This post may contain affiliate links. Please read my affiliate policy for more information.
Short and Sweet Summary: When your ability to remember things or manage simple tasks goes haywire, you’re not going crazy. You’ve suffered a devastating loss and it’s simply your brain’s response to trauma. This “widow fog” or “widow brain” phase is frustrating, for sure. But, you can help yourself deal with widow fog by learning how to take better care of you.
If you’re searching to ways to manage your forgetfulness and lack of focus, you’ve come to the right place.
You’re likely experience the phenomenon known as “widow fog” (or widow brain or grief fog or grief brain). It’s called widow fog because it’s like your brain is in a constantly hazy, unclear state. The forgetfulness and lack of focus is simply your brain’s way of protecting you from the full shock of your loss.
When your ability to remember things or manage simple tasks goes haywire, you’re not going crazy. It’s simply your brain’s response to trauma. In fact, according to The Holmes-Rahe Life Stress Inventory you’ve suffered THE most stressful life event possible. The death of a spouse is at the top of the scale of stressful life events. So it’s no wonder you have trouble concentrating.
But there are even more things you can do to help yourself. In addition to the suggestions I outlined in the previous posts, I’m including more shockingly simple ways to deal with widow fog and get yourself back to some sense of normalcy.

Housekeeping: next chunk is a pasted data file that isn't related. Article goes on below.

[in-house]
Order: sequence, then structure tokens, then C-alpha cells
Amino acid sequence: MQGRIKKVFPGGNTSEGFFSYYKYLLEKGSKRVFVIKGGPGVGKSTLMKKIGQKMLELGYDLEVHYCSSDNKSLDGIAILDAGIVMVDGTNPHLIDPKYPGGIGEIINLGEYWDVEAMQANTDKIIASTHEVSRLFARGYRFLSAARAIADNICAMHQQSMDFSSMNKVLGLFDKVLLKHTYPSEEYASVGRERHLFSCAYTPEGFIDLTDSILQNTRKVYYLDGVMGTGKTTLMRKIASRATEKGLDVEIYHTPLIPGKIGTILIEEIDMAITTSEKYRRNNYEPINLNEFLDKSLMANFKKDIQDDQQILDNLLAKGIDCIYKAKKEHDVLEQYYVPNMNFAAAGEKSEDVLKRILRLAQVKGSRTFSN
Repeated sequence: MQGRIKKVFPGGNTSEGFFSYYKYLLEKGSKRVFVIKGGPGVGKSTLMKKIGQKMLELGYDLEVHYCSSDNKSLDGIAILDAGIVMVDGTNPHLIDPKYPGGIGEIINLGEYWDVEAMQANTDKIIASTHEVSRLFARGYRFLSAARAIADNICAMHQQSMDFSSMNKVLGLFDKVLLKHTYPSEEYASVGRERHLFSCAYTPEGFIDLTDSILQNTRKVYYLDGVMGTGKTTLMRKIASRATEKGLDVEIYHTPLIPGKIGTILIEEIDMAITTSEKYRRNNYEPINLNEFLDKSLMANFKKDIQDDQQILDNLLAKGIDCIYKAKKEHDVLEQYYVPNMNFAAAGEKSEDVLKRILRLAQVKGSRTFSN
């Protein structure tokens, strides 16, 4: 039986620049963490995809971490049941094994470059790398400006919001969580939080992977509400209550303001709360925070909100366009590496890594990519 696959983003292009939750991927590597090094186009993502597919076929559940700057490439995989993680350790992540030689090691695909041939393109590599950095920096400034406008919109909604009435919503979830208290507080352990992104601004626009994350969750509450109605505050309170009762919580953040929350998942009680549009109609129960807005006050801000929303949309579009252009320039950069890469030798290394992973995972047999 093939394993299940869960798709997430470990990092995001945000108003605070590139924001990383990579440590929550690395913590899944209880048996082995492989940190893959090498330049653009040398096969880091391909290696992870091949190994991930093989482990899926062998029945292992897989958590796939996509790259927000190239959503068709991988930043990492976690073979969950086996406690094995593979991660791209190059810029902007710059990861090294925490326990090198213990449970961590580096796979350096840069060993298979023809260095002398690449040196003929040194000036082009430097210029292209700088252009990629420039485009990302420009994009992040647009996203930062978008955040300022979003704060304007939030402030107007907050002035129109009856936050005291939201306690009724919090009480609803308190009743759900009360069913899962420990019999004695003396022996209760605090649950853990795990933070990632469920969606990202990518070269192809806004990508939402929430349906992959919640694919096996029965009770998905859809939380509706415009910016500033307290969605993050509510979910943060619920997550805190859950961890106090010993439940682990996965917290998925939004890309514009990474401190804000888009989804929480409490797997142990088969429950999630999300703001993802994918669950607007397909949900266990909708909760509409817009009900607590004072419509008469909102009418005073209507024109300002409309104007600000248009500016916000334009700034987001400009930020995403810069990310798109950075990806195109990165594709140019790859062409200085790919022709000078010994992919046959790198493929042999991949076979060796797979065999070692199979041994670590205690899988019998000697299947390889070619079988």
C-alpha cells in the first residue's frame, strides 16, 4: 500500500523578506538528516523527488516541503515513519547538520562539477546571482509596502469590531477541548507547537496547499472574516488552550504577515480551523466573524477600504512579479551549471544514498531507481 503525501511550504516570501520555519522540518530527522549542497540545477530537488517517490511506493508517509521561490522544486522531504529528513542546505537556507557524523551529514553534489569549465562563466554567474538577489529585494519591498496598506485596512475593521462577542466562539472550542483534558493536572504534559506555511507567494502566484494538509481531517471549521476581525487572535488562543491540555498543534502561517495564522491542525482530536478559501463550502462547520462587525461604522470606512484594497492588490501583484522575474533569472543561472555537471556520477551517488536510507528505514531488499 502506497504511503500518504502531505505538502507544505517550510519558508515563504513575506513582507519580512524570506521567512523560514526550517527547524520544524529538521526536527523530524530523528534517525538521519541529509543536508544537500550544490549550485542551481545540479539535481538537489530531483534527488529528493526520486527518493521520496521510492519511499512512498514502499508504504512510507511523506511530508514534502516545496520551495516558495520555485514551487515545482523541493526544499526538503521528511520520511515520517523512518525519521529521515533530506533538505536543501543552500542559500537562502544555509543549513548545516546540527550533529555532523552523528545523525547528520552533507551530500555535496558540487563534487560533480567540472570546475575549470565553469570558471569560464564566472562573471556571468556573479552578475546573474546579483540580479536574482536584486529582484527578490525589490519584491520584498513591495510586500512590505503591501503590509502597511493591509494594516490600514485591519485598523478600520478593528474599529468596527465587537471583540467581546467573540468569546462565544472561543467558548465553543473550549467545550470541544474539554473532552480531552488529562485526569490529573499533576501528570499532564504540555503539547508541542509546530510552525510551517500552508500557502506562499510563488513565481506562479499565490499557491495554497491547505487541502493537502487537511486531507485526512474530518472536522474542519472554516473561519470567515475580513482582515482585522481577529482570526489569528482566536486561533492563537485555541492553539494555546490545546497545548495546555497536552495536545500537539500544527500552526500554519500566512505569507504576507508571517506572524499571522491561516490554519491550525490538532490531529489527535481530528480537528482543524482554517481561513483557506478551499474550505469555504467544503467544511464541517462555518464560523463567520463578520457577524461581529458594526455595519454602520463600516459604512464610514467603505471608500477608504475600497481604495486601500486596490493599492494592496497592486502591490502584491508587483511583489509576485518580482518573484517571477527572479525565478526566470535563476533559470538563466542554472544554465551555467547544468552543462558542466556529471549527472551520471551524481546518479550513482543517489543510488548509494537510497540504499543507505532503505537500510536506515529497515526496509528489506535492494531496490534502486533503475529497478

WHAT ARE SOME WIDOW FOG SYMPTOMS AND BEHAVIORS?
But first, let’s go over some widow fog symptoms you may be experiencing.
Do any of these sound like you?
HOW TO HELP YOURSELF THROUGH THE WIDOW FOG PHASE
I use the term “phase” because this widow fog feeling you’re experiencing won’t last forever. It’s not the problem you think it is because it’s really just a normal response to the trauma you’ve experienced as a result of your spouse’s death. Think of it like your brain’s coping mechanism.
Once you’ve had time to process and adjust to your current way of living, things will start to improve. It could take months or it could take years. But how well you’re taking care of yourself is one very important factor.
In addition to the seven ideas suggested in this post, try to incorporate one or more of the following ideas into your daily routine.
WIDOW WRAP UP
Even though your life might feel like it’s spinning out of control, you do have more control over things than you might think. The widow fog or widow brain phase is frustrating, for sure. But, you can help yourself through it by taking better care of you.
Start by eating right and exercising. It doesn’t have to be anything major, just a few servings of fruit a day or a 20-minute walk. Just something to feed your body what it craves – good food and movement.
Use your smart phone to set reminders so you don’t have to worry forgetting appointments. Ask for and accept help so that you’re not overburdened with to-dos.
And finally, write down your thoughts and feelings to get a better perspective of what’s swirling around in your brain.
Taking the time to take care of yourself is a shockingly simple way to ease out of the widow fog phase and back to the land of the living.
You can do this!